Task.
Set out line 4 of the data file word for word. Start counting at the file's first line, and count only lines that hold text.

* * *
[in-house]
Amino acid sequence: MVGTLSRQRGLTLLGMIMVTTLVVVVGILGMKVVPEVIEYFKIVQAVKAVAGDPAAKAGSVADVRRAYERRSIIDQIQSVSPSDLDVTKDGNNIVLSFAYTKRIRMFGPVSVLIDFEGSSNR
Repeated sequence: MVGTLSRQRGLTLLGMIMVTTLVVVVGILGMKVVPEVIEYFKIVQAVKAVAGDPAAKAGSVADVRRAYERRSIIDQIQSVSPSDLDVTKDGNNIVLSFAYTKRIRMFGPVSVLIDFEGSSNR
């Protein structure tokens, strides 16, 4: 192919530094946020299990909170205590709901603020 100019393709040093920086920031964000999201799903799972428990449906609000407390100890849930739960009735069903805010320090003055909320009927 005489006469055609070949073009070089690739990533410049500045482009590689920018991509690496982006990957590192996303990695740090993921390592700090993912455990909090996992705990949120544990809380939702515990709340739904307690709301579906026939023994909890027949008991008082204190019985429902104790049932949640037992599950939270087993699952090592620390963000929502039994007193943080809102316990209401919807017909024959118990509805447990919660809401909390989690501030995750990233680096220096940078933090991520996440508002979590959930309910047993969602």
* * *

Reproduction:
């Protein structure tokens, strides 16, 4: 192919530094946020299990909170205590709901603020 100019393709040093920086920031964000999201799903799972428990449906609000407390100890849930739960009735069903805010320090003055909320009927 005489006469055609070949073009070089690739990533410049500045482009590689920018991509690496982006990957590192996303990695740090993921390592700090993912455990909090996992705990949120544990809380939702515990709340739904307690709301579906026939023994909890027949008991008082204190019985429902104790049932949640037992599950939270087993699952090592620390963000929502039994007193943080809102316990209401919807017909024959118990509805447990919660809401909390989690501030995750990233680096220096940078933090991520996440508002979590959930309910047993969602």